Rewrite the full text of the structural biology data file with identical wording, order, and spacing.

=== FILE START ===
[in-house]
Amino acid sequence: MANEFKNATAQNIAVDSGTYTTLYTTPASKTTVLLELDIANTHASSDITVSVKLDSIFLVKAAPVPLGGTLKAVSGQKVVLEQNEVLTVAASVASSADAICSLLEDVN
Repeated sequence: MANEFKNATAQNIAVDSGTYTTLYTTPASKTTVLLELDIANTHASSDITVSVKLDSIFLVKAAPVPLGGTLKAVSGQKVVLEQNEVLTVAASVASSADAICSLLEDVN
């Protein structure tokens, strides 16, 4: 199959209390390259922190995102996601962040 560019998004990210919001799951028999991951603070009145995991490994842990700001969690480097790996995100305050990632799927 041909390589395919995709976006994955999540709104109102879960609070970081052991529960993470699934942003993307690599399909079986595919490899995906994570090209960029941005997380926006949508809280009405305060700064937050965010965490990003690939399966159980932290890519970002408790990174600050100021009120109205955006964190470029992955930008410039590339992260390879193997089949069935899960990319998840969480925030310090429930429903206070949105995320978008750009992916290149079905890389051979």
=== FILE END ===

[in-house]
Amino acid sequence: MANEFKNATAQNIAVDSGTYTTLYTTPASKTTVLLELDIANTHASSDITVSVKLDSIFLVKAAPVPLGGTLKAVSGQKVVLEQNEVLTVAASVASSADAICSLLEDVN
Repeated sequence: MANEFKNATAQNIAVDSGTYTTLYTTPASKTTVLLELDIANTHASSDITVSVKLDSIFLVKAAPVPLGGTLKAVSGQKVVLEQNEVLTVAASVASSADAICSLLEDVN
């Protein structure tokens, strides 16, 4: 199959209390390259922190995102996601962040 560019998004990210919001799951028999991951603070009145995991490994842990700001969690480097790996995100305050990632799927 041909390589395919995709976006994955999540709104109102879960609070970081052991529960993470699934942003993307690599399909079986595919490899995906994570090209960029941005997380926006949508809280009405305060700064937050965010965490990003690939399966159980932290890519970002408790990174600050100021009120109205955006964190470029992955930008410039590339992260390879193997089949069935899960990319998840969480925030310090429930429903206070949105995320978008750009992916290149079905890389051979």